Incidence and severity of Ganoderma rot disease in tropical land-use systems and their virulence to palm oil.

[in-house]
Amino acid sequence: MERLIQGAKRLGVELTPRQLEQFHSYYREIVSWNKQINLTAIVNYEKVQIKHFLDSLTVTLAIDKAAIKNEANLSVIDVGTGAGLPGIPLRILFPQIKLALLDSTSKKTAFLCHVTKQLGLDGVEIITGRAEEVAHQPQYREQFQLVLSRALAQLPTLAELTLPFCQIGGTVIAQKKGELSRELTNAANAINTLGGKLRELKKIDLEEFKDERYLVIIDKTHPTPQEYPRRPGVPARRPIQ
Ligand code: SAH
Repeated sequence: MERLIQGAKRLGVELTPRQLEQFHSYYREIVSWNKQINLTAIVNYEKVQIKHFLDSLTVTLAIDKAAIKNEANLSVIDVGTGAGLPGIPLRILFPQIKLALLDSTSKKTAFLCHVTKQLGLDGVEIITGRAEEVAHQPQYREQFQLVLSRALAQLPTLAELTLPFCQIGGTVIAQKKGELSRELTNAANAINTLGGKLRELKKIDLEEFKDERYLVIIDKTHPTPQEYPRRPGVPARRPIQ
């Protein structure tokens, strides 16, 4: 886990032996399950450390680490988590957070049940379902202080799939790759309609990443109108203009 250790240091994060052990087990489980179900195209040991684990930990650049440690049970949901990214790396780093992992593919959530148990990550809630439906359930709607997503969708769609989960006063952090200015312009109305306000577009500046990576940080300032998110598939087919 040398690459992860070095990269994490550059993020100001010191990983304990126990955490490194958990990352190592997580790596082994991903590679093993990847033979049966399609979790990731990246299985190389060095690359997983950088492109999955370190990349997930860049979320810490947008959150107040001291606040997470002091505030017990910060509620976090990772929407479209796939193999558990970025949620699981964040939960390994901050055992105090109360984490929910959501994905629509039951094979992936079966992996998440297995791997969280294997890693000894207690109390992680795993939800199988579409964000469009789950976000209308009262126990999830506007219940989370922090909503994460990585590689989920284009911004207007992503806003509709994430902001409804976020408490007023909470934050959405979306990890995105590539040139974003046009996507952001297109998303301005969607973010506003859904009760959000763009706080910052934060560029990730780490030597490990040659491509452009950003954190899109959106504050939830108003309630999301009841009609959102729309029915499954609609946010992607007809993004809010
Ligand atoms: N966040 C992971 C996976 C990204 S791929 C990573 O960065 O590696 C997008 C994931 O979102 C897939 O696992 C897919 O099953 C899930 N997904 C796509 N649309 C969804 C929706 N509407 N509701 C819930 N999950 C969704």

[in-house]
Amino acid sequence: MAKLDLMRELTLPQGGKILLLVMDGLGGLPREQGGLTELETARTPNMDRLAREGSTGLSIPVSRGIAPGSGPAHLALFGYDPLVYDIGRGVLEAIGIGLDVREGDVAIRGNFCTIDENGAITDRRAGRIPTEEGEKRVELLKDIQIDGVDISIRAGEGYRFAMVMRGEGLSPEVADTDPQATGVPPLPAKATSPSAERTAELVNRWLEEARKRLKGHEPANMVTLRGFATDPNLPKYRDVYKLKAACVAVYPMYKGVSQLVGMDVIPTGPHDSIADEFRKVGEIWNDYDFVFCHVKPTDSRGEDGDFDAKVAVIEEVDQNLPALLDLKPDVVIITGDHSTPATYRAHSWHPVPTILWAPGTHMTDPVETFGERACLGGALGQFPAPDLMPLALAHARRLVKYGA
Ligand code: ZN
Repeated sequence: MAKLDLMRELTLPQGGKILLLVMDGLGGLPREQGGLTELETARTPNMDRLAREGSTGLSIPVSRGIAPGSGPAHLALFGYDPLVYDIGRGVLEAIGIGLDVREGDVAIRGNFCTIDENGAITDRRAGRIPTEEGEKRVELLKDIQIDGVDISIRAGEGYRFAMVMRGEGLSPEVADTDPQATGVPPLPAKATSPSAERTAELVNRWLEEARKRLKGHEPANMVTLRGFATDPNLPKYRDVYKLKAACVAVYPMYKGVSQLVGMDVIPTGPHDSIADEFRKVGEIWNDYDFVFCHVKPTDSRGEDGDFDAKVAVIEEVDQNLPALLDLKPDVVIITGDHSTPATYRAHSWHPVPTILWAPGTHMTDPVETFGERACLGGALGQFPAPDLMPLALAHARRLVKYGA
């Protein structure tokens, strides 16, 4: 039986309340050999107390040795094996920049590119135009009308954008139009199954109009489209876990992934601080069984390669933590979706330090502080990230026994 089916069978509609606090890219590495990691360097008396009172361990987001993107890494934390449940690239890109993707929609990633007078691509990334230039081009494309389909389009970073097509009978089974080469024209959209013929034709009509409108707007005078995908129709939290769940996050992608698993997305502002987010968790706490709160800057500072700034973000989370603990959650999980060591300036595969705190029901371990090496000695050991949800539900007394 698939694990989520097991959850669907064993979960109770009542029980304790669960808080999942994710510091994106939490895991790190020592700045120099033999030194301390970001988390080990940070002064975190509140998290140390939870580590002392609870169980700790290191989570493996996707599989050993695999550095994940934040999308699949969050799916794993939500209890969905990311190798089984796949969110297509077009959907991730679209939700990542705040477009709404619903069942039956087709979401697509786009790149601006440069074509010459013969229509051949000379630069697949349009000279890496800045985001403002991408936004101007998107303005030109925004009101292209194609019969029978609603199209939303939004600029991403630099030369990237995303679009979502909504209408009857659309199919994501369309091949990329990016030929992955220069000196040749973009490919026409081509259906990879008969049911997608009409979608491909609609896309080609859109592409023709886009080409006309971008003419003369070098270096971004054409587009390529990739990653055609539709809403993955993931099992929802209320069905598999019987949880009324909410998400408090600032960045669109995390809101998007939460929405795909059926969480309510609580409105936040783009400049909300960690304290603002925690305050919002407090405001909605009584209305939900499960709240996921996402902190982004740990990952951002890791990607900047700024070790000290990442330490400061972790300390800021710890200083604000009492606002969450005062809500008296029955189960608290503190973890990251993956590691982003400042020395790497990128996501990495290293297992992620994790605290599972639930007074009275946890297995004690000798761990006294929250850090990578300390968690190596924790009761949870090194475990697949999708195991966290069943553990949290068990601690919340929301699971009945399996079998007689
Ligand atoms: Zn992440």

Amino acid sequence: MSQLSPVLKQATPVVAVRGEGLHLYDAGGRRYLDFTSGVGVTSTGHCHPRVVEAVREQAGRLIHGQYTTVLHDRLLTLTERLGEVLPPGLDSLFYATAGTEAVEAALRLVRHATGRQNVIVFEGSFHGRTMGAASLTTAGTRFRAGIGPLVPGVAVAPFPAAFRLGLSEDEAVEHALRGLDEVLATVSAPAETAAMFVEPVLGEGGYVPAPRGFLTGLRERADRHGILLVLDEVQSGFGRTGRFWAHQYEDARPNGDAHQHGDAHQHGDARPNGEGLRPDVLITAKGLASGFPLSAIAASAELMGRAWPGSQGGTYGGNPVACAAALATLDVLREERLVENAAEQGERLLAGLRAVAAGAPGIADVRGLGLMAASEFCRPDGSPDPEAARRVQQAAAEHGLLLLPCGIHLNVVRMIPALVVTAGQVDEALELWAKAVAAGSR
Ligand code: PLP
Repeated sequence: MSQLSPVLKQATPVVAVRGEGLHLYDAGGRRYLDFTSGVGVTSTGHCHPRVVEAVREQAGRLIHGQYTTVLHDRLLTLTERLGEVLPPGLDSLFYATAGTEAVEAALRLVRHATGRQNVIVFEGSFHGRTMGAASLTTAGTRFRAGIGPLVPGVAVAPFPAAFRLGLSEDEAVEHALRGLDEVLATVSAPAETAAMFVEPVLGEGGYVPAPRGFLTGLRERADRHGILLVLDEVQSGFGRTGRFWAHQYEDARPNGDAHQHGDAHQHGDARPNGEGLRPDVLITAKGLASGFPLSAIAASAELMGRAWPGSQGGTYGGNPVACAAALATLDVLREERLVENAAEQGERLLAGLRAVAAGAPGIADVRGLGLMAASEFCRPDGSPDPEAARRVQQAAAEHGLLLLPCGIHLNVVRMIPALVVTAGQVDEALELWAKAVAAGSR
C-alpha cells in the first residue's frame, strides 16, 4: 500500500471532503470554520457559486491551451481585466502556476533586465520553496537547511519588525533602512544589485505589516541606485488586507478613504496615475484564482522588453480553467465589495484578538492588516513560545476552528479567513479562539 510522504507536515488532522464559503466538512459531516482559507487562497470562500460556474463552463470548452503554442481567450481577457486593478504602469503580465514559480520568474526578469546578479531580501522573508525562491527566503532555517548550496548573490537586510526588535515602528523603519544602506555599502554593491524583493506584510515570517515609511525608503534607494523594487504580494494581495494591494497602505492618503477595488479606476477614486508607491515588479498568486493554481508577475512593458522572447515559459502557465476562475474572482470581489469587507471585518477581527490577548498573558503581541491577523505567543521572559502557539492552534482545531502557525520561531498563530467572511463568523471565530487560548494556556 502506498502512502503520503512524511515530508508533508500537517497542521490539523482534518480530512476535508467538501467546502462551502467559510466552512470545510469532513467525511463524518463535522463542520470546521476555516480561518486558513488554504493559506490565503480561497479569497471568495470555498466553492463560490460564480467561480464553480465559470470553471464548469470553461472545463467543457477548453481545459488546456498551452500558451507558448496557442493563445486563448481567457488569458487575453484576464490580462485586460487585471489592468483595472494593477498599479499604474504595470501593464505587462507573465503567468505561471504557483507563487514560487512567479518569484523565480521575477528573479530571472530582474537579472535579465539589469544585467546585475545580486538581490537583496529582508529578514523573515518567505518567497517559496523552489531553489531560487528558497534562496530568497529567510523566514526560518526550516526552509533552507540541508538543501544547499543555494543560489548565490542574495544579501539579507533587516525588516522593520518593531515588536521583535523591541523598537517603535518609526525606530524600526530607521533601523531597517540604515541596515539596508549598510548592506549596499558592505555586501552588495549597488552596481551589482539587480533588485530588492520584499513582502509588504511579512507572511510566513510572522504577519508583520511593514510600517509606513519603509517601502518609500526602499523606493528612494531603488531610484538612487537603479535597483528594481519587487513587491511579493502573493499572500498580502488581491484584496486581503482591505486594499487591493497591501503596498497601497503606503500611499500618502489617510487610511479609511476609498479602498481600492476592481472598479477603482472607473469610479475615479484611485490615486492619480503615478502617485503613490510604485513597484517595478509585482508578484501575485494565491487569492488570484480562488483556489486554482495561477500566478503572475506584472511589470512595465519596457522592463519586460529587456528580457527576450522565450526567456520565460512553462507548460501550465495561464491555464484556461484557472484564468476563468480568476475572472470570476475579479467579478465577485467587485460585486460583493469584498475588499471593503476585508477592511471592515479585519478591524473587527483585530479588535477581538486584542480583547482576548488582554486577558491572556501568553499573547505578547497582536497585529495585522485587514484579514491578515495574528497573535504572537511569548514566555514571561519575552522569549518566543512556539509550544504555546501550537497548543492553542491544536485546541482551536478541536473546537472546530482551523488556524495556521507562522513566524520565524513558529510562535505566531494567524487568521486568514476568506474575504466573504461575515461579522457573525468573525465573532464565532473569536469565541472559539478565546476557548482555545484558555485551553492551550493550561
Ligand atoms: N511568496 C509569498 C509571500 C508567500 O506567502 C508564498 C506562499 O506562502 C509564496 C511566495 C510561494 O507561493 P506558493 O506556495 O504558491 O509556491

Background and Objective: Ganoderma spp., have been reported as invasive tree pathogen and mostly reported in oil palm, however, information about the degradation in different land-use are limited. The rot disease caused by Ganoderma in the rainforest and agro plantation was investigated. In addition, this study was aimed to analyze the pathogenicity of Ganoderma infected forest and rubber trees to oil palm tree. Materials and Methods: Rot disease incidence and severity were measured in the rainforest, oil palm plantation and rubber plantation in two landscapes in Indonesia. The basidiocarps on infected trees were collected and the growth rate of Ganoderma on potato dextrose agar was measured. Selected Ganoderma from the forest, oil palm plantation and rubber plantation were tested for their virulence on oil palm seedling. Results: Ganoderma was a generalist tree pathogen since trees in different land-uses were infected. Interestingly, forest trees are more severe than mono plantations. Each Ganoderma has significantly different growth ability. When the virulence of Ganoderma tested in the oil palm seedling, only Ganoderma collected from oil palm plantation infected the oil palm seedlings with almost 100% in 10 weeks. Ganoderma from rubber plantation infected the oil palm seedlings very slow while the forest's Ganoderma did not infect the oil palm. Conclusion: Ganoderma is a wide range pathogen that potentially degraded woody trees in different land-uses. Although the mycelial of Ganoderma showed vary differ rapid growth, which may have related to the virulence, Ganoderma from forest and rubber trees performed less virulence to oil palm seedlings.